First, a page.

Doc Talk with Debra Zimmerrman on Distribution — How to Promote Your Film

Debra Zimmerman from Women Make Movies joined us for a conversation on maximizing film’s outreach—eg. getting into the right film festivals, finding a distributor, getting your work broadcast—in the ever shifting landscape of indie media marketing and distribution. Since 1983, Debra Zimmerman has been the Executive Director of Women Make Movies, a non-profit NY-based organization that supports women filmmakers.

Doc Talk with Debra Zimmerrman on Distribution — How to Promote Your Film

Doc Talk with Jonathan Oppenheim – On Editing

What we talk about when we talk about editing. Renowned editor Jonathan Oppenheim (Paris is Burning, Arguing the World, Sister Helen, and the upcoming Andre Gregory: Before and After Dinner) screened and discussed the ways in which he worked with director Laura Poitras to create a framework and context for the post 9/11 film The Oath. Oppenheim’s psychological approach to shaping character in documentary has won him a Peabody, an Oscar nomination and the Sundance Grand Jury Prize.

Doc Talk with Julia Loktev – Moment of Impact

Julia Loktev, director of The Loneliest Planet, on many critics’ ‘best of 2012’ film lists, made her remarkable debut with the documentary Moment of Impact, for which she won the Directing Award at Sundance in 1998.   Shot in 16mm black and white, the film is a stark portrayal of Loktev’s parents after a freak accident incapacitated her father.  The rigor of mundane quotidian life, redolent of Chantal Akerman’s iconic Jeanne Dielman, powers the film’s intimate non-fiction family drama.

Meet the Doc Studies Class of 2020!

Delighted to introduce to you the future documentary filmmakers in our Documentary Studies Certificate Program at The New School, in New York City! Meet our wonderful 14th cohort, whose final projects will be screening at the annual public film festival Truth be Told, at the end of Spring 2020:

Amrit Cheng came to the New School with a background in reporting and nonprofit advocacy. She most recently worked at the ACLU where she produced documentaries and news videos focused on voting and immigrants’ rights. With her own films, she will continue to tell visual stories that advance social change. 

Claire Haughey’s previous engagements as an outdoor and experiential educator for kids and teenagers showed her the power of storytelling as a means of processing experiences and building resiliency. Combined with her love of photography and film, she became interested in the intersections of narrative therapy and filmmaking, with clear-eyed appreciation for intimate, first person narratives. She was the cinematographer and co-director for “Renga for the West” (2017), supported by the Tribeca Film Institute and broadcast on Al Jazeera’s Witness series. In previous iterations of herself, she has also been a sheep farmer, a photography teacher, and an architectural photographer.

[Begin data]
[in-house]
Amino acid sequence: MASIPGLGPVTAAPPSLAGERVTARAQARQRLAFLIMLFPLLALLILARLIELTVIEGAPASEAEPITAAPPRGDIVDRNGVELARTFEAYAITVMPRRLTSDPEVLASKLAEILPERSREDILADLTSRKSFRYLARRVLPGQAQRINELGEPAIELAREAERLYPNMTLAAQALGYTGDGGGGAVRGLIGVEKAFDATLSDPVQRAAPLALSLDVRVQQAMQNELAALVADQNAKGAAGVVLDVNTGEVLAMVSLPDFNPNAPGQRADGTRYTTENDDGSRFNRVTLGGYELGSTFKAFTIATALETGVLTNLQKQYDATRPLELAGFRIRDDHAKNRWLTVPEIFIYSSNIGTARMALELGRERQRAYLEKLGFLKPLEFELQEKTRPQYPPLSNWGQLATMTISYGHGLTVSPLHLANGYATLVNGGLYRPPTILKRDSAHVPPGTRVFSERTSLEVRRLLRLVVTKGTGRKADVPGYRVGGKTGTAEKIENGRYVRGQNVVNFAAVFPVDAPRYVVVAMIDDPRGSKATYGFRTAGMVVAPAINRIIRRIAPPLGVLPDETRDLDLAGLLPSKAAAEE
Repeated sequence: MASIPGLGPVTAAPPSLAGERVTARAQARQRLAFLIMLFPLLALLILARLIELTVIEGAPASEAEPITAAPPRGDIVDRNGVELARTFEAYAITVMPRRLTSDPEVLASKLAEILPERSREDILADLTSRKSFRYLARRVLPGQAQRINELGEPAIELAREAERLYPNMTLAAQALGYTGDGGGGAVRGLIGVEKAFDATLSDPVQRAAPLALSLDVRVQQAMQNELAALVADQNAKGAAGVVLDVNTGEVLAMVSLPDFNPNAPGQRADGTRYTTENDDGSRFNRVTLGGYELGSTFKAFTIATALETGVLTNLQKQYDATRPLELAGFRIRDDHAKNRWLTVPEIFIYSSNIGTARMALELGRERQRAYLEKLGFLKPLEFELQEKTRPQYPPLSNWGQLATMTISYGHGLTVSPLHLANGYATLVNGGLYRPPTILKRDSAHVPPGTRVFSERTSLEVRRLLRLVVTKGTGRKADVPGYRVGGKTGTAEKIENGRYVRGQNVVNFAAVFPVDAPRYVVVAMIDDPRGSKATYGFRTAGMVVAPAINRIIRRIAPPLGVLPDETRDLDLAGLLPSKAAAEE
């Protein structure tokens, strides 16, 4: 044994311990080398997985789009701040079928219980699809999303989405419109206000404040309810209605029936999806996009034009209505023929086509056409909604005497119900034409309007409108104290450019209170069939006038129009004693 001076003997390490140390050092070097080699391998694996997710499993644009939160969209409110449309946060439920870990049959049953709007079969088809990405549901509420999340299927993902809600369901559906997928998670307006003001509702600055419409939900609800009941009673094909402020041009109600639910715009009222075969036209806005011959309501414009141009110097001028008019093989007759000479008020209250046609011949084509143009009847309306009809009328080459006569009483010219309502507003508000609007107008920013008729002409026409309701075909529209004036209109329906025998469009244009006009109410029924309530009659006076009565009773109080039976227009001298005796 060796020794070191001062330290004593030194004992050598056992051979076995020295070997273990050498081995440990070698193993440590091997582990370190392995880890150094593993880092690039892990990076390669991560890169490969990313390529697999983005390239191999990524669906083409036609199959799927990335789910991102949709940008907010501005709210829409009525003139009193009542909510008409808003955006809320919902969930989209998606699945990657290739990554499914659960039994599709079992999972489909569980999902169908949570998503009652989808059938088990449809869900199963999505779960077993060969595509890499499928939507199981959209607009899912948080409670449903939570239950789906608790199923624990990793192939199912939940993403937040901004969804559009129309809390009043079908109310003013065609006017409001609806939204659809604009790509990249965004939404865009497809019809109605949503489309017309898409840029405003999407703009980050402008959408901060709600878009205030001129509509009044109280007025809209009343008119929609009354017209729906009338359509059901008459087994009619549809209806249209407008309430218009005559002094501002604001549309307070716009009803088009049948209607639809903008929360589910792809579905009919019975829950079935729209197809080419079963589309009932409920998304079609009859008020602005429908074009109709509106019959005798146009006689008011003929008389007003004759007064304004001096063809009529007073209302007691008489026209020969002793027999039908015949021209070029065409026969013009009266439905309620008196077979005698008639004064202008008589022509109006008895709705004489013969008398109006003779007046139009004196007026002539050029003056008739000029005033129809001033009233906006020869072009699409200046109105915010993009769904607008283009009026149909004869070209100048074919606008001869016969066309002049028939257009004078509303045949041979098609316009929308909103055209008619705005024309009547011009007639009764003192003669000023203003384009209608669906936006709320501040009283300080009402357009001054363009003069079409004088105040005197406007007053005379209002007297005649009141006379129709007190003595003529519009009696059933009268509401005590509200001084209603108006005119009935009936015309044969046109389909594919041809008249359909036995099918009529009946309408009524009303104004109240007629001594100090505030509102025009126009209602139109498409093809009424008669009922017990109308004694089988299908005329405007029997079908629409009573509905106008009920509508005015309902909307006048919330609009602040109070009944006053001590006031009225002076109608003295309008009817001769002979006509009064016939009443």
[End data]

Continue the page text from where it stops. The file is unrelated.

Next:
Edward Clem is a 26-year-old filmmaker from Seattle, Washington. After studying photojournalism, he dove into the world of sports and action cinematography making daring backcountry ski movies. He is passionate about non-fiction storytelling and meeting people from all walks of life, in New York and beyond.

Johanna Case is a Brooklyn-based filmmaker, photographer, an interdisciplinary designer, and a musician. She completed her BA at the New School, where she studied photography, oral history, and Arabic. Her interests focus on using arts to address anti-immigrant sentiments in the US, and interrogations of the western liberal model of documentary and humanitarianism. Most recently, Johanna was a fellow with the International Rescue Committee’s Amman-based Middle East Research and Development Hub, creating videos for Syrian and Jordanian community innovators.

Lauren McKenna is an Austalian filmmaker residing in New York. In her work, Lauren explores collaborative and community aspects of documentary filmmaking. Currently she is working on a short documentary film about queer perspectives on consent and sex education.

Lillian Xuege Li is a Chinese filmmaker living in New York. With a background in both film and graphic design, Lillian has developed a passion towards visual communications and media experimentation. She understands time as an architectural structure, and the act of building as a way to connect with others and the world. 

Maliyamungu Muhande is a Congolese creative thinker with a background in advertising as an art director. She is passionate about using creative arts to affect social change. Through documentary filmmaking, Maliyamungu hopes to capture human stories that can provide us with deeper insights into history. 

Sarah Wolfe has a background in journalism and the performing arts. Inspired by the works of filmmakers such as Harrod Blank (“Why Can’t I Be me? Around You)”, David Sutherland (“Marcos Doesn’t Live here Anymore”), and Tracy Droz Tragos (“Rich Hill”), she came to The New School to expand her skills in documentary filmmaking, a realm she’s long been drawn to. Sarah is particularly committed to making documentaries that remove the barriers that lead to “us vs. them” thinking; to allow people to connect with each other through their shared humanity